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Posts in Category: human behavior

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Catcher in the Rye 

by JD Salinger
04/20/2017 Categories: human behavior

The novel, Catcher in the Rye, tells the story of a wandering boy and his many encounters after being expelled from a prestigious private school. Set in 1950's New York, this story follows the cynical protagonist, Holden Caulfield, as he attempts to make sense of the many values of life.

The book, to sum it up in one word, was quite pretentious. Not to say that it was bad because it most certainly was not. The writing itself was masterful in its complex symbolism and metaphors. The main character, however, could be infuriating at times with most of his decisions being unrealistic at best and idiotic at worst.

The book is definitely an acquired taste. Some people may absolutely love it and some absolutely despise it. To each their own. Personally, I would recommend this book to others just so they could formulate their own opinions on it. To anyone who likes coming of age and self-discovery stories, you might want to try this one.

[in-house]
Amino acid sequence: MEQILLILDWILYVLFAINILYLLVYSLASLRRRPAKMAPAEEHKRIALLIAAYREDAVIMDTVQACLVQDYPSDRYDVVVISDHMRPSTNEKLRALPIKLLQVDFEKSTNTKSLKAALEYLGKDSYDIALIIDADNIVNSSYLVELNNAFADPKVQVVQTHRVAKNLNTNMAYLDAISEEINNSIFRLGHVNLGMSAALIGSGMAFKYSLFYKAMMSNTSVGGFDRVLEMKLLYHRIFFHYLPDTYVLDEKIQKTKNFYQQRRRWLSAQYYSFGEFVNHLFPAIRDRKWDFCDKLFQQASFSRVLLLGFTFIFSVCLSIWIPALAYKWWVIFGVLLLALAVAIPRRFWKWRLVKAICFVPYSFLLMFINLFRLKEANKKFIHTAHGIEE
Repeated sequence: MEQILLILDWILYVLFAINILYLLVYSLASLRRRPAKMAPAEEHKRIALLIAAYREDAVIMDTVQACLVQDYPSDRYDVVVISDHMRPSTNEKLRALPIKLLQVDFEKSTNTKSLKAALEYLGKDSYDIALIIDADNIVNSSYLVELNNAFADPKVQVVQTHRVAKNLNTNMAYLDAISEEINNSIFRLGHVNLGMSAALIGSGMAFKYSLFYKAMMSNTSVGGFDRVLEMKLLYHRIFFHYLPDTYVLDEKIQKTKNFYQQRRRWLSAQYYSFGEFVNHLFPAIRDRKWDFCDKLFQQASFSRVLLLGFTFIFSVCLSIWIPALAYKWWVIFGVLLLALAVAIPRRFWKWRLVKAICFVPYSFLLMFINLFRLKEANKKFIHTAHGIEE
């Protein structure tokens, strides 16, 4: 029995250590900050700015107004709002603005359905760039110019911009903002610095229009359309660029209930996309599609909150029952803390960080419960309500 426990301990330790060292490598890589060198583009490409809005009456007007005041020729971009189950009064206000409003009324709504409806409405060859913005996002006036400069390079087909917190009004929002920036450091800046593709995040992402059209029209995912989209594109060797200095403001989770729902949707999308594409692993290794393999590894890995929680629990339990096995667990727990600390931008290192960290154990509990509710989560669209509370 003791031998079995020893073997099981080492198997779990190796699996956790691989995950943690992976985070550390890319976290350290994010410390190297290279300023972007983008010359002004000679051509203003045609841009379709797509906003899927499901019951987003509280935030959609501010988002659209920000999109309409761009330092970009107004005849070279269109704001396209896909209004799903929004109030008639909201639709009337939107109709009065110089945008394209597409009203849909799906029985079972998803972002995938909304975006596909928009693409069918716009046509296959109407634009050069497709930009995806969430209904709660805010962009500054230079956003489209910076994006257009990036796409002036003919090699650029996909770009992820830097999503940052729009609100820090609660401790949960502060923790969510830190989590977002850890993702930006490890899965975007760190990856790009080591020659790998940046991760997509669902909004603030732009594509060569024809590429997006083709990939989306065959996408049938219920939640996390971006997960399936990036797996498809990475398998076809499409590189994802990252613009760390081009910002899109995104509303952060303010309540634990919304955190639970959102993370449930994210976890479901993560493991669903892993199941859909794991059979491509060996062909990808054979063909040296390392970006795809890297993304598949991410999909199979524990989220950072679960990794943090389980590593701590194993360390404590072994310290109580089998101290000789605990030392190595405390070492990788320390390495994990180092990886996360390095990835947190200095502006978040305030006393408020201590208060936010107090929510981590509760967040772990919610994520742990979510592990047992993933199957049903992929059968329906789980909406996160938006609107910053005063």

Hannah, 16

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The Crucible 

by Arthur Miller
11/25/2016 Categories: classic historical human behavior play

In 1692 Salem, Massachusetts there's tension rising in the town. Talk of witchcraft was the rumor people were gossiping about. Eventually many girls were accused of practicing witchcraft. This sent the town into a frenzy. Trials were conducted, people lied, and people questioned the situation. 

As a person interested in the history regarding the Salem Witch Trials, I definitely enjoyed this book. It gave me an insight on how people reacted and what they decided to do about this practice of witchcraft. With such little evidence, it was interesting to see how people jumped to conclusions. 

Yes, I would recommend it. It's a coming of age story and it teaches the consequences of lying. If anyone is interested in the Salem Witch Trials, this novel is for you. 

Johanna, 16

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The Probability of Miracles 

by Wendy Wunder

The Probability of Miracles is about Campbell, a girl who's days are numbered. Her mom, refusing to accept this inevitability, moves Campbell and her sister to a town in Maine where miracles have been known to happen. As Campell resigns herself to a quiet life and quieter death, her sister and mom encourage her to live her life to the fullest.